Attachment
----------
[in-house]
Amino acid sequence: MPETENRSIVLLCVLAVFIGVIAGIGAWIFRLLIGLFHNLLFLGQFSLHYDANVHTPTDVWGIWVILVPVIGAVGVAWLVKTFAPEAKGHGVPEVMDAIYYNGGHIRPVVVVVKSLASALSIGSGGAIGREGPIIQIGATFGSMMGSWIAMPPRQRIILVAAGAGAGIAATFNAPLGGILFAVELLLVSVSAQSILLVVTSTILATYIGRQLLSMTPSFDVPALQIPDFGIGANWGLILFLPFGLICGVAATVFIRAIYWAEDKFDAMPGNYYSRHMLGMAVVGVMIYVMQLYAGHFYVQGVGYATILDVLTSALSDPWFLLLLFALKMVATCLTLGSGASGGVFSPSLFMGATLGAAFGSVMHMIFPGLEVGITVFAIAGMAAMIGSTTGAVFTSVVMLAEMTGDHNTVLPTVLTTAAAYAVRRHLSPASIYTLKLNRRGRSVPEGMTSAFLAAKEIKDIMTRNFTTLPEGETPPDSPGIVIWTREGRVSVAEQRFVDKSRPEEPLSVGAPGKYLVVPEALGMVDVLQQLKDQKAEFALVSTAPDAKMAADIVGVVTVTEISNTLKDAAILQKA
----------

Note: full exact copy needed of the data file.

[in-house]
Amino acid sequence: MPETENRSIVLLCVLAVFIGVIAGIGAWIFRLLIGLFHNLLFLGQFSLHYDANVHTPTDVWGIWVILVPVIGAVGVAWLVKTFAPEAKGHGVPEVMDAIYYNGGHIRPVVVVVKSLASALSIGSGGAIGREGPIIQIGATFGSMMGSWIAMPPRQRIILVAAGAGAGIAATFNAPLGGILFAVELLLVSVSAQSILLVVTSTILATYIGRQLLSMTPSFDVPALQIPDFGIGANWGLILFLPFGLICGVAATVFIRAIYWAEDKFDAMPGNYYSRHMLGMAVVGVMIYVMQLYAGHFYVQGVGYATILDVLTSALSDPWFLLLLFALKMVATCLTLGSGASGGVFSPSLFMGATLGAAFGSVMHMIFPGLEVGITVFAIAGMAAMIGSTTGAVFTSVVMLAEMTGDHNTVLPTVLTTAAAYAVRRHLSPASIYTLKLNRRGRSVPEGMTSAFLAAKEIKDIMTRNFTTLPEGETPPDSPGIVIWTREGRVSVAEQRFVDKSRPEEPLSVGAPGKYLVVPEALGMVDVLQQLKDQKAEFALVSTAPDAKMAADIVGVVTVTEISNTLKDAAILQKA